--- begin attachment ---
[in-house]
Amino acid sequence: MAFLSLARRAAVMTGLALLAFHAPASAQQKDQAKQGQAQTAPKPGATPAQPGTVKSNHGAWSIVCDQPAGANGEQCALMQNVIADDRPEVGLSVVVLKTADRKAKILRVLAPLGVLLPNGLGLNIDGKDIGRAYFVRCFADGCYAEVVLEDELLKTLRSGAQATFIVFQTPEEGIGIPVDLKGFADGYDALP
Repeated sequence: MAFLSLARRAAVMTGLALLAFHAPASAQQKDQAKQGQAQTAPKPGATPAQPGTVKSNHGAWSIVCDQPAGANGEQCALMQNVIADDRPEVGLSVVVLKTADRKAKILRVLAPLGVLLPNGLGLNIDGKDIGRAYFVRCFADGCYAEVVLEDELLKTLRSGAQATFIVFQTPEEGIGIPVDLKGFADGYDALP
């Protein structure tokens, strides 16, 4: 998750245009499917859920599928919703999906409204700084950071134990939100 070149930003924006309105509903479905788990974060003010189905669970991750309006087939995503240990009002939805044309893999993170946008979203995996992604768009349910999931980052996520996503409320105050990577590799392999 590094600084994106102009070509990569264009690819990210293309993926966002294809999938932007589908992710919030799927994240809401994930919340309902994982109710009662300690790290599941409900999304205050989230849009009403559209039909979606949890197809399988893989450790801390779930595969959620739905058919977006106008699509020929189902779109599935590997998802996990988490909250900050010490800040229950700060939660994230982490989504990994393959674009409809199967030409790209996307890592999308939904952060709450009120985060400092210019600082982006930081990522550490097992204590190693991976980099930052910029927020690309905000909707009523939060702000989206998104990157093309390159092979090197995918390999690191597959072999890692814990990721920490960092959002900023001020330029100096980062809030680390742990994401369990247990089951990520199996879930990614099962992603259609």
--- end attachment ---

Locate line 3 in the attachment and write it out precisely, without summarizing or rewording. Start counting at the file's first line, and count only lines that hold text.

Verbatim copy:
Repeated sequence: MAFLSLARRAAVMTGLALLAFHAPASAQQKDQAKQGQAQTAPKPGATPAQPGTVKSNHGAWSIVCDQPAGANGEQCALMQNVIADDRPEVGLSVVVLKTADRKAKILRVLAPLGVLLPNGLGLNIDGKDIGRAYFVRCFADGCYAEVVLEDELLKTLRSGAQATFIVFQTPEEGIGIPVDLKGFADGYDALP